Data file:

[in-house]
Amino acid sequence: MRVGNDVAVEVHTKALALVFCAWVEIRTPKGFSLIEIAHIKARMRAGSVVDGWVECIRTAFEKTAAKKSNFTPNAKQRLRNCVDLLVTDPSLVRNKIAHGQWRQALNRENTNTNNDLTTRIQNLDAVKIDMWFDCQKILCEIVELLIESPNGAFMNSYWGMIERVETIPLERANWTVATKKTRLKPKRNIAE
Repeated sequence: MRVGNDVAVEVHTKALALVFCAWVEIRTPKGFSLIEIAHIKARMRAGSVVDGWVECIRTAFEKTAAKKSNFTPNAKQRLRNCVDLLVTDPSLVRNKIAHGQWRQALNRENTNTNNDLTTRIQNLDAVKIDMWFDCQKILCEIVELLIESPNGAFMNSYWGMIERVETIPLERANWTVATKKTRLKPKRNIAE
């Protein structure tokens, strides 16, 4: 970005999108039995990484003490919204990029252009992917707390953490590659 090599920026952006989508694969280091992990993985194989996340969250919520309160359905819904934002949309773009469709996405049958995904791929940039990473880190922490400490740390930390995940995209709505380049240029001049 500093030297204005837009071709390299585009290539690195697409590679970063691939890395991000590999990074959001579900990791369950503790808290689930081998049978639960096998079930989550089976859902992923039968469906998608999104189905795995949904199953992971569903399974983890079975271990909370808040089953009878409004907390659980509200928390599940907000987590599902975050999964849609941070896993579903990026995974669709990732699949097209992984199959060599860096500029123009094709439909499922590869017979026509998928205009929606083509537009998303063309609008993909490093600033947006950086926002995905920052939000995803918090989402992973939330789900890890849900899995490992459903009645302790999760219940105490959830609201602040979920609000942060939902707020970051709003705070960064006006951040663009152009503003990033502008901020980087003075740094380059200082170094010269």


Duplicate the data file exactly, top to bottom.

[in-house]
Amino acid sequence: MRVGNDVAVEVHTKALALVFCAWVEIRTPKGFSLIEIAHIKARMRAGSVVDGWVECIRTAFEKTAAKKSNFTPNAKQRLRNCVDLLVTDPSLVRNKIAHGQWRQALNRENTNTNNDLTTRIQNLDAVKIDMWFDCQKILCEIVELLIESPNGAFMNSYWGMIERVETIPLERANWTVATKKTRLKPKRNIAE
Repeated sequence: MRVGNDVAVEVHTKALALVFCAWVEIRTPKGFSLIEIAHIKARMRAGSVVDGWVECIRTAFEKTAAKKSNFTPNAKQRLRNCVDLLVTDPSLVRNKIAHGQWRQALNRENTNTNNDLTTRIQNLDAVKIDMWFDCQKILCEIVELLIESPNGAFMNSYWGMIERVETIPLERANWTVATKKTRLKPKRNIAE
């Protein structure tokens, strides 16, 4: 970005999108039995990484003490919204990029252009992917707390953490590659 090599920026952006989508694969280091992990993985194989996340969250919520309160359905819904934002949309773009469709996405049958995904791929940039990473880190922490400490740390930390995940995209709505380049240029001049 500093030297204005837009071709390299585009290539690195697409590679970063691939890395991000590999990074959001579900990791369950503790808290689930081998049978639960096998079930989550089976859902992923039968469906998608999104189905795995949904199953992971569903399974983890079975271990909370808040089953009878409004907390659980509200928390599940907000987590599902975050999964849609941070896993579903990026995974669709990732699949097209992984199959060599860096500029123009094709439909499922590869017979026509998928205009929606083509537009998303063309609008993909490093600033947006950086926002995905920052939000995803918090989402992973939330789900890890849900899995490992459903009645302790999760219940105490959830609201602040979920609000942060939902707020970051709003705070960064006006951040663009152009503003990033502008901020980087003075740094380059200082170094010269």